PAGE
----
Prices for graphite in the battery supply chain have not moved much this year, kept down by softness in the global steel industry.
The often overlooked anode material may be on the brink of a breakthrough, however. Benchmark Mineral Intelligence at its BenchmarkWeek annual industry gathering in Los Angeles predicted that EVs will become the main source of demand for graphite next year.
For lithium that change happened in 2018, which, for one, shows just to what extent the EV industry is still in its infancy, and two, just what an impact the additional demand from EVs will have on raw material prices.
Benchmark Source, a new service from the London-HQed battery supply chain research firm, reports that lithium prices in China touched a fresh record high mid-November, just shy of $80,000 a tonne.
Prices of Chinese battery grade lithium hydroxide, which is used in high nickel cathodes, are up 150% year-to-date. Lithium carbonate prices have followed a similar trajectory. While well below their Q1/Q2 highs, nickel and cobalt sulphate prices have also regained some ground since hitting 2022 lows in Q3.
Cathode cost climb
Lithium iron phosphate (LFP) batteries have lost some of their cost competitiveness to ternary cathodes using the dominant nickel-cobalt-manganese (NCM) chemistries due to the rise in the price of lithium.
According to Benchmark’s Cathode Price Assessment, high nickel content NCM 811 (8 parts nickel and one each cobalt and manganese) cathodes could be had for $78.64 per kWh on the spot market in October this year. That’s up nearly 18% year to date and a doubling since January 2021.
For LFP, which is close to hitting $50 per kWh today, was only priced at $12.79/kWh in January 2021, which means LFP cathodes are up 288% in less than two years.
Driven by advances in battery packs to overcome some of the drawbacks of the chemistry in terms of energy intensity, LFP’s overall cathode market share has climbed from 23% in 2017 to nearly 42% this year, according to Benchmark data.
Cathode CAGR tops 40%
Caspar Rawles, Benchmark’s Chief Data Officer, told the conference audience that global cathode production has increased at an annual compound rate of 42% since 2017 and is forecast to top 2 million tonnes this year.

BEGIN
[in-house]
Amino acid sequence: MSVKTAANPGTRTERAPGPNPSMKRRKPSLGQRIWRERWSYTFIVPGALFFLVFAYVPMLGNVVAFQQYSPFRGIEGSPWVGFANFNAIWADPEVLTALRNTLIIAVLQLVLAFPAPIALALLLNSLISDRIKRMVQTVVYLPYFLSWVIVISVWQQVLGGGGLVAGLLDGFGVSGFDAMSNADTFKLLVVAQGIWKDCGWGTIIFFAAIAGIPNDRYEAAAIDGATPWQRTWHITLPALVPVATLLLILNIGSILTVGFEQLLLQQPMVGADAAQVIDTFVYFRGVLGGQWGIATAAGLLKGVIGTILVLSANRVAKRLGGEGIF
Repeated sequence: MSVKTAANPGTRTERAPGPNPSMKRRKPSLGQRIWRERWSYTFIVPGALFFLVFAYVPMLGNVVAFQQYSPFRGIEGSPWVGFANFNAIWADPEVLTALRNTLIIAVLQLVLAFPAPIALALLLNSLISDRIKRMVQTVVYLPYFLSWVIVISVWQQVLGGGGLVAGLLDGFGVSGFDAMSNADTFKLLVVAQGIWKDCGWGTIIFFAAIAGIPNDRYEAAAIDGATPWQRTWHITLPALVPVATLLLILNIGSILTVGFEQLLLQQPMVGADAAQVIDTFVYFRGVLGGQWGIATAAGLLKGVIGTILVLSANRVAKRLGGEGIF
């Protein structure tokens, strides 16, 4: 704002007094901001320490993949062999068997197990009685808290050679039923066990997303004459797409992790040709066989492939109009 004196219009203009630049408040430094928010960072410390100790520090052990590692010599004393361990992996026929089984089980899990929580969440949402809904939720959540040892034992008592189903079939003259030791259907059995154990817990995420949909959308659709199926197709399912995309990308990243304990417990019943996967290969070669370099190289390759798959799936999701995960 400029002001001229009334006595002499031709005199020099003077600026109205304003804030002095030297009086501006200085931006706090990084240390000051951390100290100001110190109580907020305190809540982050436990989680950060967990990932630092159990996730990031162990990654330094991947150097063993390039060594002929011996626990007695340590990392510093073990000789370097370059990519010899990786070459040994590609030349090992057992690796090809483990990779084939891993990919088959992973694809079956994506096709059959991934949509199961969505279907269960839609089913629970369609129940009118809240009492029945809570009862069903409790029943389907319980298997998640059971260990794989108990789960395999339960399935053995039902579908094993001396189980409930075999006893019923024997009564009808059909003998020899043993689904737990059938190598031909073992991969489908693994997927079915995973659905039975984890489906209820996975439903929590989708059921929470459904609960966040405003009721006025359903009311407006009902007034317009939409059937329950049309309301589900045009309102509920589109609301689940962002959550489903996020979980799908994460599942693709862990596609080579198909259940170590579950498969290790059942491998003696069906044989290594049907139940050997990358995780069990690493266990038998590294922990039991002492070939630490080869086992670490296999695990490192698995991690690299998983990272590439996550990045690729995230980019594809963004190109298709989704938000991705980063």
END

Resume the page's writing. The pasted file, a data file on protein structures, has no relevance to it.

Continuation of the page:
Even that astonishing growth has not been enough to satisfy rampant demand growth from electric cars. Rawles said EV battery demand has really accelerated since 2020 as incentives and regulations in China, Europe and the US caused a step change in auto sales and battery manufacturing capacity.
Global EV demand measured in kWh expanded some 23% in the four years through 2020, but in the past two years the compound growth rate has climbed to just under $45%.
China’s dominance in cathode manufacture is only slowly being chipped away despite the steady stream of announcements of billion dollar battery factory projects in Europe and North America.
China controls 78% of global output of cathodes (the figure for anodes is 91%) and 70% of the world’s cell production.
Rawles says there are various efforts in the West to decouple from China, including Canada ordering China to divest from the country’s lithium industry, $2.8 billion in grants and many times that in loans from the US Dept of Energy, critical mineral grants under the Defense Production Act, $60 billion in cumulative Environmental Justice Initiatives and $6 billion in credits for up to 30% of manufacturing projects capital expenditure under the Inflation Reduction Act.
Rawles said the IRA that “shake[s] up the industry” and the US and global EV supply chain, and in particular draws attention to Section 45X – Advanced Manufacturing Production Tax Credit, which makes available around $30 billion in tax credits:
“While there is still some information to come out [regarding detailed provisions in the IRA] as a refiner, if you source your materials in the US and you process them to battery grade you’re eligible for 10% of your operating costs.
“But there is no sunset clause on that so theoretically, until the law changes, you can get ten percent of your opex for your lithium refinery for example in perpetuity.”
The IRA has already provided a big boost to the development of the US battery supply chain, with the US overtaking Europe in the second half of this year in terms of announced new battery capacity. The US battery pipeline is nearing 1 terawatt hours, according to Benchmark.
LG Chem’s recent decision to build a $3.2 billion battery cathode facility in Tennessee alone could more than double North American cathode production when it goes into production in 2027.
Benchmark calculates the plant could supply 18% of North America’s 2030 cathode demand if it operated at its full announced capacity of 120,000 tonnes a year.